The Infamous War of Jenkins’s Ear? Never Heard of It?

WarofJenkinsEar.jpgHave you ever heard of the War of Jenkins’s Ear? If not, you are not alone. 

This particular war took place in colonial Georgia. It involved both Spain and England in a dispute over the land between South Carolina and Florida, what is now the state of Georgia in the U. S. The dispute lasted some 200 years, with formal hostilities beginning in 1739. Georgia was eventually preserved as an English colony, but for a time the colony’s success seemed a dim hope.

 250px-Guerra_de_la_oreja_de_Jenkins.png The conflict was not limited to land as shipping lanes were interrupted by acts of piracy by both the English and the Spanish. The conflict hit a high point, or perhaps a low point, when in 1731, a Spanish privateer boarded the British ship Rebecca and cut off the ear of British Captain Robert Jenkins as punishment for raiding Spanish ships. Jenkins countered by pickling the ear in a jar and presenting said ear to Parliament upon his return to England. According to Historic UK, “The House of Commons summoned Jenkins to appear before them, and told to produce the ‘ear’, which he duly did. When asked ‘What did you do?’ Jenkins replied, ‘I commended my soul to God and my cause to my country.’ Fine words indeed! Jenkins’ ‘ear’ caught the country’s imagination and the power of this shrivelled object was immense and became a symbol of English pride.”
In outrage, the English public demanded retribution. 
Although diplomatic attempts between the two countries continued throughout the 1730s, animosity continued, leading to war in late 1739. 

 

Jenkins-Shows-his-Ear-to-Prime-Minister-Robert-Walpole.jpg

Robert Jenkins shows his severed ear to Prime Minister Robert Walpole.
1738 satirical cartoon depicts Prime Minister Robert Walpole swooning when confronted with the Spanish-sliced ear, which led to the War of Jenkins’ Ear in 1739. British Museum, London

 

Beginning in 1740, General James Oglethorpe seized the Spanish forts of Fort Picolata and Fort San Franciso de Pupo, west of what is now St. Augustine, Florida, on the St. Johns River. Confrontations continued, with both sides knowing success and failure, until the summer of 1742. Oglethorpe had retreated to Fort Frederica to await a Spanish invasion. The Spanish landed on St. Simons Island and prepared for an attack. The second of two attacks was known as the Battle of Bloody Marsh. The British were able to withstand the assault, sending the Spanish in a retreat to St. Augustine. The last battle of the War of Jenkins’s Ear came in March 1743. The two countries signed The Treaty of Aix-la-Chappelle in 1748, which returned all colonial claims to previous owners. The St. Johns River became the unofficial border between Georgia and Florida. The English were able to keep the Spanish from advancing their claims in the New World. Georgia became the buffer between England’s claims in the British North America against foreign claims. Georgia remained in English possession due to Oglethorpe and the War of Jenkins’s Ear.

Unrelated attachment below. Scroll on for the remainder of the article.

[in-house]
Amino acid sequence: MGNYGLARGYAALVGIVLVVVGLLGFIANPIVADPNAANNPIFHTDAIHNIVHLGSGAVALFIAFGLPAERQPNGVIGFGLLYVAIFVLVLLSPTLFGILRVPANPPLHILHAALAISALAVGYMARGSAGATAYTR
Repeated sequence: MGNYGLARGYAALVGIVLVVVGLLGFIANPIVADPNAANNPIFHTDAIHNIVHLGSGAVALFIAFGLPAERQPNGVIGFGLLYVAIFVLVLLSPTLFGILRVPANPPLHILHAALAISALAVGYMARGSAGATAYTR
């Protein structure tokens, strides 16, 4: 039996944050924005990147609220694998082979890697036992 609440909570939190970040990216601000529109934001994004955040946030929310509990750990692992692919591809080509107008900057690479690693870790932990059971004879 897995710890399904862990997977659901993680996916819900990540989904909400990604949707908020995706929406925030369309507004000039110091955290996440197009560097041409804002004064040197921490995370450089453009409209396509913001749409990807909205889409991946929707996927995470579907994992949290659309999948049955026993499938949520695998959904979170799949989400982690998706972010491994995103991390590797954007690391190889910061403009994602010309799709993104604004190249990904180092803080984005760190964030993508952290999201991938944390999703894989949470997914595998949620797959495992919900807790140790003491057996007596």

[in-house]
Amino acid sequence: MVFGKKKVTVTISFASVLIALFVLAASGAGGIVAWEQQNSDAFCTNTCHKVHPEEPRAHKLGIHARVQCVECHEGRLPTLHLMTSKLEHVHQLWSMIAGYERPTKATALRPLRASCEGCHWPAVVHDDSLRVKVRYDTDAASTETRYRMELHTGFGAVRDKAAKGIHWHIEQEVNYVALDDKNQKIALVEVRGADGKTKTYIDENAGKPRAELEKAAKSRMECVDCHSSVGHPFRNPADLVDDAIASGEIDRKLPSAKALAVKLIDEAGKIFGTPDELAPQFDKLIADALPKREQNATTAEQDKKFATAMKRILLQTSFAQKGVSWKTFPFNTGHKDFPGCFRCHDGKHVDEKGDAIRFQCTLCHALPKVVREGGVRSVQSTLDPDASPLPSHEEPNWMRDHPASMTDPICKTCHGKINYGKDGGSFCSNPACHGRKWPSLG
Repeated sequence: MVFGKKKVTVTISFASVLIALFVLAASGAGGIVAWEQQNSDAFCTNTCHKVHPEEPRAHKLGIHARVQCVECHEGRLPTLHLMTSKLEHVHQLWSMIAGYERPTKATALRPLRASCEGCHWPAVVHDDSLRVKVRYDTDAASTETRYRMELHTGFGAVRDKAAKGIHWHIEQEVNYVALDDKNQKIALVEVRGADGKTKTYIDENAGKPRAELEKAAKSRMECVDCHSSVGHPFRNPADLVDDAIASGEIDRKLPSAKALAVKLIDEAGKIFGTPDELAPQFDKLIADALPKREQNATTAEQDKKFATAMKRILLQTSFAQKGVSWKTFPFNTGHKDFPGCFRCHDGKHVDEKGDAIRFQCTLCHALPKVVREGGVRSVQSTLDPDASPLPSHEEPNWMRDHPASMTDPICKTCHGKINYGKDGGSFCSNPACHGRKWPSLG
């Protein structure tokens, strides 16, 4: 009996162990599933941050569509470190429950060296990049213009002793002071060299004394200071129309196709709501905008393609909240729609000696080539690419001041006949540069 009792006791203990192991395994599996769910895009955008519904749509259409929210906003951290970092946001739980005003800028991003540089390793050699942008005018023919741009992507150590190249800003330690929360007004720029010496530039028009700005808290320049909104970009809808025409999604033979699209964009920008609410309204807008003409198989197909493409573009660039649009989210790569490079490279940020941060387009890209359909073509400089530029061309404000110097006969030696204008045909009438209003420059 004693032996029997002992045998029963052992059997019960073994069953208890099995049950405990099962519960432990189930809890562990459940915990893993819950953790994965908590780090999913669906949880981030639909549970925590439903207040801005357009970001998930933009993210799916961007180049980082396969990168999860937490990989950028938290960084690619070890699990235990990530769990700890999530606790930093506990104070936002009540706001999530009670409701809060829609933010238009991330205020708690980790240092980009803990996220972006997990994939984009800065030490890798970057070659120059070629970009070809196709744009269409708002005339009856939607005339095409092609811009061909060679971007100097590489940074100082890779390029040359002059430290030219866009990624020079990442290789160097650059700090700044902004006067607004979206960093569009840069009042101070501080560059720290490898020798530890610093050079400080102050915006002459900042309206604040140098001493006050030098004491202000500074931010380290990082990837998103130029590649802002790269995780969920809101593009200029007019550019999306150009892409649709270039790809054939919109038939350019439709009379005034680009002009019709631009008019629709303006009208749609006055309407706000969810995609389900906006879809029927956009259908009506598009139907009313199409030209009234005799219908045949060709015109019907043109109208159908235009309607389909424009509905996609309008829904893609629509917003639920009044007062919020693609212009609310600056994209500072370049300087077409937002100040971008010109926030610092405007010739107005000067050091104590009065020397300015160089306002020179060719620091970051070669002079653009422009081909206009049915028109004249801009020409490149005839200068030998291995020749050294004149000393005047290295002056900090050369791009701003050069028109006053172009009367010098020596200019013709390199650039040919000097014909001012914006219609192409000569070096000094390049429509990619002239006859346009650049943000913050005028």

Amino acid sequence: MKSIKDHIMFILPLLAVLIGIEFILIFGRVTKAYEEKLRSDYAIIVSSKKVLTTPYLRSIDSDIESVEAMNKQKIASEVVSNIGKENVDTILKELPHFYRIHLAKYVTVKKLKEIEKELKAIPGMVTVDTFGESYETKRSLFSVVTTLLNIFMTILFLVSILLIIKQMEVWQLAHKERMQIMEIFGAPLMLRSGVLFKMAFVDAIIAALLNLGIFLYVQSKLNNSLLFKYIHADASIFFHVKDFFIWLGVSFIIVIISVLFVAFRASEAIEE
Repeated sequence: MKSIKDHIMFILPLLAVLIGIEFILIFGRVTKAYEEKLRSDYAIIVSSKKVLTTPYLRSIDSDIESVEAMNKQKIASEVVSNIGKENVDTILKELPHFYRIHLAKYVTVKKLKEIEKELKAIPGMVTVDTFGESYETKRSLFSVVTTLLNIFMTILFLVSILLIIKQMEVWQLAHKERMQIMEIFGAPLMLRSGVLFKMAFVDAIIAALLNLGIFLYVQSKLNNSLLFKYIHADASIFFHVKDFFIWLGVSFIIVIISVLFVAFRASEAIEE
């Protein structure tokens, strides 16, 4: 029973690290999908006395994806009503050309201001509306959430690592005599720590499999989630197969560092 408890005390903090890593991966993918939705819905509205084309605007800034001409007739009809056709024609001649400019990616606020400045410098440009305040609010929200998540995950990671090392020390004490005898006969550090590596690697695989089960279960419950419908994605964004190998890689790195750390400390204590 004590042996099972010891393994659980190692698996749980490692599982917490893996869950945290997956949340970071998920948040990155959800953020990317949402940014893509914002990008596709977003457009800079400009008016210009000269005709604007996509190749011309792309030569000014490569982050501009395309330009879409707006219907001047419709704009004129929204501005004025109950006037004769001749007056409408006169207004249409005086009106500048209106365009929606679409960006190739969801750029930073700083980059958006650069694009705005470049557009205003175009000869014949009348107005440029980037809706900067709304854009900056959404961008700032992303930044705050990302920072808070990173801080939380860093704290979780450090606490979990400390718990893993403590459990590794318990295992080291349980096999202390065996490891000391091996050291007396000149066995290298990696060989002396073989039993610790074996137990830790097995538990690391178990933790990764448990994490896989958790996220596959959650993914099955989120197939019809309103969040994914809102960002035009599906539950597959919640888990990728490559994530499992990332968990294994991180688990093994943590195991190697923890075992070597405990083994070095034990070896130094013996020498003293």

Resources: 
“Georgians and the War of Jenkins’ Ear,” Georgia Historical Quarterly 78 (fall 1994).
Sweet, Julie A. “War of Jenkins’ Ear.” New Georgia Encyclopedia. 10 March 2016. Web. 23 June 2017.
“War of Jenkins’ Ear: 1739,” History World
“War of Jenkins’s Ear,” Encyclopedia Britannica
Advertisements

About reginajeffers

Regina Jeffers is the award-winning author of Austenesque, Regency and contemporary novels.
This entry was posted in Act of Parliament, American History, British history, British Navy, war and tagged , , , , . Bookmark the permalink.

3 Responses to The Infamous War of Jenkins’s Ear? Never Heard of It?

  1. Greg Rogers says:

    Many New Englanders who were sent to fight the war on the coast of Spanish South America died of disease

  2. gregrog says:

    Many New Englanders who were sent to fight the war on the shore of Spanish South America died of tropical disease and poor logistics

Leave a Reply

Fill in your details below or click an icon to log in:

WordPress.com Logo

You are commenting using your WordPress.com account. Log Out / Change )

Twitter picture

You are commenting using your Twitter account. Log Out / Change )

Facebook photo

You are commenting using your Facebook account. Log Out / Change )

Google+ photo

You are commenting using your Google+ account. Log Out / Change )

Connecting to %s

%d bloggers like this: